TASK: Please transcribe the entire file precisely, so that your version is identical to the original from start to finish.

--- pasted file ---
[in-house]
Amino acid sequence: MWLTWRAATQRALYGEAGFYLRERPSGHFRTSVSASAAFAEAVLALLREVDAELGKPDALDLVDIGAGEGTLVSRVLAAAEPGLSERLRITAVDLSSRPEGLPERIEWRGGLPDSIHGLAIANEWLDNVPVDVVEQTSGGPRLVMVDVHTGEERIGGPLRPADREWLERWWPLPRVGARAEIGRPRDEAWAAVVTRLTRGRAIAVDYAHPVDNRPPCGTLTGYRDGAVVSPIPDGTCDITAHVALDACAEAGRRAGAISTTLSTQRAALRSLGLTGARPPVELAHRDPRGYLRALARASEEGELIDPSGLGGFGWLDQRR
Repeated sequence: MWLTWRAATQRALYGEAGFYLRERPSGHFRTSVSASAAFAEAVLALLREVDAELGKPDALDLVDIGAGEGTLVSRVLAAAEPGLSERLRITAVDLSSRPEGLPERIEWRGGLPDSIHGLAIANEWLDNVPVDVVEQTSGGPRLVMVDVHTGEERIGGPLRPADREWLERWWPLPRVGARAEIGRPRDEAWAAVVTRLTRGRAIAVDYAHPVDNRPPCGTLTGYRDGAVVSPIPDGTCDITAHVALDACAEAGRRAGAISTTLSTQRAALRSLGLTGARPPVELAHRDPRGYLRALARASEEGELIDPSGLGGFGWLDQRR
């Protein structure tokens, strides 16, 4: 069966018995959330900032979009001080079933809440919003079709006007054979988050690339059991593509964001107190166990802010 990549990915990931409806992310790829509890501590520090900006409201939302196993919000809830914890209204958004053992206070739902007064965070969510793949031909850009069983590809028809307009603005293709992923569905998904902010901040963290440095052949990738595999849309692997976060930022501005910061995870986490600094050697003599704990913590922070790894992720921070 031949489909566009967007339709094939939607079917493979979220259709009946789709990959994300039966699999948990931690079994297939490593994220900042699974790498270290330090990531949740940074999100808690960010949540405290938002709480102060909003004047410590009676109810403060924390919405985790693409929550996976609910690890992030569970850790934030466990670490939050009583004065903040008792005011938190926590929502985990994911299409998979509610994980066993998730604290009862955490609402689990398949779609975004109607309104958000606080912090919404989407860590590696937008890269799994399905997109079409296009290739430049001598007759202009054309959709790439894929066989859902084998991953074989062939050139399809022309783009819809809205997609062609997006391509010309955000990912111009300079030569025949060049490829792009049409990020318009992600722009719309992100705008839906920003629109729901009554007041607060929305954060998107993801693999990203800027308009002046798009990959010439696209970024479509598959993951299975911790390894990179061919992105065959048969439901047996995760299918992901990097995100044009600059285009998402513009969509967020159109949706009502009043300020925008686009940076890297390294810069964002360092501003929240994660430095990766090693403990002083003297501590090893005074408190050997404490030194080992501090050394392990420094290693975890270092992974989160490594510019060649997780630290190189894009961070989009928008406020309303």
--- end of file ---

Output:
[in-house]
Amino acid sequence: MWLTWRAATQRALYGEAGFYLRERPSGHFRTSVSASAAFAEAVLALLREVDAELGKPDALDLVDIGAGEGTLVSRVLAAAEPGLSERLRITAVDLSSRPEGLPERIEWRGGLPDSIHGLAIANEWLDNVPVDVVEQTSGGPRLVMVDVHTGEERIGGPLRPADREWLERWWPLPRVGARAEIGRPRDEAWAAVVTRLTRGRAIAVDYAHPVDNRPPCGTLTGYRDGAVVSPIPDGTCDITAHVALDACAEAGRRAGAISTTLSTQRAALRSLGLTGARPPVELAHRDPRGYLRALARASEEGELIDPSGLGGFGWLDQRR
Repeated sequence: MWLTWRAATQRALYGEAGFYLRERPSGHFRTSVSASAAFAEAVLALLREVDAELGKPDALDLVDIGAGEGTLVSRVLAAAEPGLSERLRITAVDLSSRPEGLPERIEWRGGLPDSIHGLAIANEWLDNVPVDVVEQTSGGPRLVMVDVHTGEERIGGPLRPADREWLERWWPLPRVGARAEIGRPRDEAWAAVVTRLTRGRAIAVDYAHPVDNRPPCGTLTGYRDGAVVSPIPDGTCDITAHVALDACAEAGRRAGAISTTLSTQRAALRSLGLTGARPPVELAHRDPRGYLRALARASEEGELIDPSGLGGFGWLDQRR
């Protein structure tokens, strides 16, 4: 069966018995959330900032979009001080079933809440919003079709006007054979988050690339059991593509964001107190166990802010 990549990915990931409806992310790829509890501590520090900006409201939302196993919000809830914890209204958004053992206070739902007064965070969510793949031909850009069983590809028809307009603005293709992923569905998904902010901040963290440095052949990738595999849309692997976060930022501005910061995870986490600094050697003599704990913590922070790894992720921070 031949489909566009967007339709094939939607079917493979979220259709009946789709990959994300039966699999948990931690079994297939490593994220900042699974790498270290330090990531949740940074999100808690960010949540405290938002709480102060909003004047410590009676109810403060924390919405985790693409929550996976609910690890992030569970850790934030466990670490939050009583004065903040008792005011938190926590929502985990994911299409998979509610994980066993998730604290009862955490609402689990398949779609975004109607309104958000606080912090919404989407860590590696937008890269799994399905997109079409296009290739430049001598007759202009054309959709790439894929066989859902084998991953074989062939050139399809022309783009819809809205997609062609997006391509010309955000990912111009300079030569025949060049490829792009049409990020318009992600722009719309992100705008839906920003629109729901009554007041607060929305954060998107993801693999990203800027308009002046798009990959010439696209970024479509598959993951299975911790390894990179061919992105065959048969439901047996995760299918992901990097995100044009600059285009998402513009969509967020159109949706009502009043300020925008686009940076890297390294810069964002360092501003929240994660430095990766090693403990002083003297501590090893005074408190050997404490030194080992501090050394392990420094290693975890270092992974989160490594510019060649997780630290190189894009961070989009928008406020309303």